Corporate end-user software piracy, where companies either use unlicensed software or install more copies than licensed for, is the "main culprit" to be protected against in the area of Intellectual Property Rights, according to Shalini Ratwatte, a Consultant for the Sri Lanka Committee of international software and hardware lobbyists, Business Software Alliance (BSA).
For example, according to a BSA statement, one "large multinational company" which was raided by police because it was "suspected of using pirated and unlicensed software" was found to have 70 computers installed with suspected pirated software valued at Rs. 7,000,000, which led to the seizure of 20 of these computers to aid in a possible investigation.
Meanwhile, BSA plans for 2010 will include creating awareness of the issue as well as building the capacity of stakeholders to enable better enforcement of intellectual property rights, particularly in the public sector.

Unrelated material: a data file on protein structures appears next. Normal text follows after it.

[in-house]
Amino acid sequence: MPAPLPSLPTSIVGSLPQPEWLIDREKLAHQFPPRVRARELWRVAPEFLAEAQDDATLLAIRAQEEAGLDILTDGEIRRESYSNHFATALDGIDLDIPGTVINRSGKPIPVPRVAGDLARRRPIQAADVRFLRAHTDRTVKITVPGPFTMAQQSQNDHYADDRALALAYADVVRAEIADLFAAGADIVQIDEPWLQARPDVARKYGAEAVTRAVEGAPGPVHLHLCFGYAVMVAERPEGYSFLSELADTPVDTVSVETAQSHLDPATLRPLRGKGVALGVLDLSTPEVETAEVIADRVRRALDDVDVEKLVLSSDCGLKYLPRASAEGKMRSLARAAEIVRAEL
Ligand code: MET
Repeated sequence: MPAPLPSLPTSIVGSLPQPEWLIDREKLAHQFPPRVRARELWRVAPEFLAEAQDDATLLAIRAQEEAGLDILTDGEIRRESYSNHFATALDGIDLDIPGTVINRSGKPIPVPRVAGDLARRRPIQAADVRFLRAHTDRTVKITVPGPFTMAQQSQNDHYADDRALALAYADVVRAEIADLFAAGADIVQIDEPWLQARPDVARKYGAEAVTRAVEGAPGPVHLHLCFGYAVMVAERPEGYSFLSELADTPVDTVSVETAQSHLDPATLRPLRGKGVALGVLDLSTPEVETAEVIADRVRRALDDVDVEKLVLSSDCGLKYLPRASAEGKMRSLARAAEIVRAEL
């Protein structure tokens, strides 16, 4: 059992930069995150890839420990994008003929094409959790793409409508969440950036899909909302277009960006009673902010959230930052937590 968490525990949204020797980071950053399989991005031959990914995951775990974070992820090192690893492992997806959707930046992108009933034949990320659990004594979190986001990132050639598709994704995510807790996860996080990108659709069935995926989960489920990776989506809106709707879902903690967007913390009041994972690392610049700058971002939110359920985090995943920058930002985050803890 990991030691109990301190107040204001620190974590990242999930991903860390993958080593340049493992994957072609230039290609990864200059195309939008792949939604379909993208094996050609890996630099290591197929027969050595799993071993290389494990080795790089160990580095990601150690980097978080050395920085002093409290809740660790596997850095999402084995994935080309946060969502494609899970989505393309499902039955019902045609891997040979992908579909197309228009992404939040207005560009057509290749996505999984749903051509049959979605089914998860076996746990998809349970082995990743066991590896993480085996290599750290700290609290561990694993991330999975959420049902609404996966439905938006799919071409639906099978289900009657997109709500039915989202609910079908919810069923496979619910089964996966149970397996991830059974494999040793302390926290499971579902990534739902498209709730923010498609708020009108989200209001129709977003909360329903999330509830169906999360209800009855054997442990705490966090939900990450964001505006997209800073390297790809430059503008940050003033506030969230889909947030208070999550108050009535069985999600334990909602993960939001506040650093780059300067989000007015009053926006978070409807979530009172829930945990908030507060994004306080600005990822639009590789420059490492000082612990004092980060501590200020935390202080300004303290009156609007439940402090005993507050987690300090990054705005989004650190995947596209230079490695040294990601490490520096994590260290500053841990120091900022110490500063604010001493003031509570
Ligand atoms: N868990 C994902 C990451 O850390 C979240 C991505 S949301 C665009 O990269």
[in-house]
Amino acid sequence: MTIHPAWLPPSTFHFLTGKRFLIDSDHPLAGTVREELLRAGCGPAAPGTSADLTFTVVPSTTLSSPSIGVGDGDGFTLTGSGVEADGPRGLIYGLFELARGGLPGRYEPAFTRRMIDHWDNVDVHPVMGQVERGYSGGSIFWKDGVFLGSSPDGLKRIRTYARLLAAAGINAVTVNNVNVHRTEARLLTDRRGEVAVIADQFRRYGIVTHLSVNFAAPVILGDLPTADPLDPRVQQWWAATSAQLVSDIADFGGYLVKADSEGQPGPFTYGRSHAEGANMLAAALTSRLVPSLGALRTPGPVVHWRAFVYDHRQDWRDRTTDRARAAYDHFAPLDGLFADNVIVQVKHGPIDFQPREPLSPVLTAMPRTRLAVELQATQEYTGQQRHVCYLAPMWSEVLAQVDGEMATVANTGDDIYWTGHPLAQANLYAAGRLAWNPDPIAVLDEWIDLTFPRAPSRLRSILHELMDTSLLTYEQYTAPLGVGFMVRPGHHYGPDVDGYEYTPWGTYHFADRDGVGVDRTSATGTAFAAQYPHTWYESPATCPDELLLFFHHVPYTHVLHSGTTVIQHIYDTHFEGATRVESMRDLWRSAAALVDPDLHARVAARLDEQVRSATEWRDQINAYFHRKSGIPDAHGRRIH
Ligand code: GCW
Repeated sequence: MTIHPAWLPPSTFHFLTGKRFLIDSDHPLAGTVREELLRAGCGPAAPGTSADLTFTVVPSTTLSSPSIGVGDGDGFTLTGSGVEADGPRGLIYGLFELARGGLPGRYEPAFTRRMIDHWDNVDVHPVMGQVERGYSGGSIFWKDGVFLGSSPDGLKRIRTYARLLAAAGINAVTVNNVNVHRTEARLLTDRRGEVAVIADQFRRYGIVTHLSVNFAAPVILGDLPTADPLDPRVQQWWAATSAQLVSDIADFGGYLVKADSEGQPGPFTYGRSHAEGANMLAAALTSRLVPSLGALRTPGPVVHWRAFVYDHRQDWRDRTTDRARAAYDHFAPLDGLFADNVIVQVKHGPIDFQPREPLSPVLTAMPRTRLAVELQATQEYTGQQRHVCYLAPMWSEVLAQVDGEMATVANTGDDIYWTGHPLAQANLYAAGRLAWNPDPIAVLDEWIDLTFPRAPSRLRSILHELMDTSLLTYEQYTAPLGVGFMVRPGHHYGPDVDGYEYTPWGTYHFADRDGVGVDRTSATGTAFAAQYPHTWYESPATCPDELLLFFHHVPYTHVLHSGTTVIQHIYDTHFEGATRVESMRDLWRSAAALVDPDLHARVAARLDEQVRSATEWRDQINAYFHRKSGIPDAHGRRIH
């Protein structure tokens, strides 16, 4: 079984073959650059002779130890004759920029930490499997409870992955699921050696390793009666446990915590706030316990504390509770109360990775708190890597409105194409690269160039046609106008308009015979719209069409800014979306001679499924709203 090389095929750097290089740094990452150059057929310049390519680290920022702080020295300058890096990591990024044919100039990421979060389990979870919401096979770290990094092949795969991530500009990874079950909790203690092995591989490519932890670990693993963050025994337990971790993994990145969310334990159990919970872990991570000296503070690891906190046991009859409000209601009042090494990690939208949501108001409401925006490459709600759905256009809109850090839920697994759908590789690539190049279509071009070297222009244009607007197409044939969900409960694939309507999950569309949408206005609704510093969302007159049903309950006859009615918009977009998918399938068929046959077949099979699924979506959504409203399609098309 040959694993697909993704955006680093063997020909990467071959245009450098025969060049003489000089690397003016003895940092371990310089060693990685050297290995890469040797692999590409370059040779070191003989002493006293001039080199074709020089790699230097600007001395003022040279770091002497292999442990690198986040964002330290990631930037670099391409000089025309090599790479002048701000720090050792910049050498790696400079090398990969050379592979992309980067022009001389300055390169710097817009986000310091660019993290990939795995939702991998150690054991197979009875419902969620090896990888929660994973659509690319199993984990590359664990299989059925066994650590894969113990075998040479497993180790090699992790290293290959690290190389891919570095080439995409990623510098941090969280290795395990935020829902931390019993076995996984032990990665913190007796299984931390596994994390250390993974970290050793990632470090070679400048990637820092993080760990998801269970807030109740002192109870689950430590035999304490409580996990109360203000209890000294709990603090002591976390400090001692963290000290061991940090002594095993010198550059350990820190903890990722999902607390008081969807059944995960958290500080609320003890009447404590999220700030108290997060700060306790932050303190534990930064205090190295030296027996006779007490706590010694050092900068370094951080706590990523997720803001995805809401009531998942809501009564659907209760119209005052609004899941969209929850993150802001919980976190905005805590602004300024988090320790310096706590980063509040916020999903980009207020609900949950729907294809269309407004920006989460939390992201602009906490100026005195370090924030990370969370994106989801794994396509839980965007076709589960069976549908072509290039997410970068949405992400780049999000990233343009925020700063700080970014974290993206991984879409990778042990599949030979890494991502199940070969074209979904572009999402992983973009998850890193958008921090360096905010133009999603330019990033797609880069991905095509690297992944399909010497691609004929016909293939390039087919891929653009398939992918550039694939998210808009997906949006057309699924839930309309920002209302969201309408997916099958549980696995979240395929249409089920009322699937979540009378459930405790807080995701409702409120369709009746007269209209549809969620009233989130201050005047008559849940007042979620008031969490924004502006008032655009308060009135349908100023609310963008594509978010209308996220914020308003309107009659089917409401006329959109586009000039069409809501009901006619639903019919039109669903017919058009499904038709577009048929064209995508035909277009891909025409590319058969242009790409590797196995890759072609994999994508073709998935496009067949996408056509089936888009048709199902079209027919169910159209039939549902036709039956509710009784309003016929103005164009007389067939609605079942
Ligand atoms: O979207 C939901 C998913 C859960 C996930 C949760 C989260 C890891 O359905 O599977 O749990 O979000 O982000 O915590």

In addition, while there will be ongoing enforcement and other action against the corporate sector, the organisation is quick to point out that it does not, "as a worldwide policy", act against the public.
Further noted, again according to BSA’s statement, Sri Lanka recently passed the Computer Crimes Act which allows for new offences and stiffer penalties to be brought to bear on those caught “violating Intellectual Property in Software”.
Additionally, this act was also made weightier due to a new Companies Act of 2007 shifting responsibility to company directors for their organisation’s adherence to the laws of the country.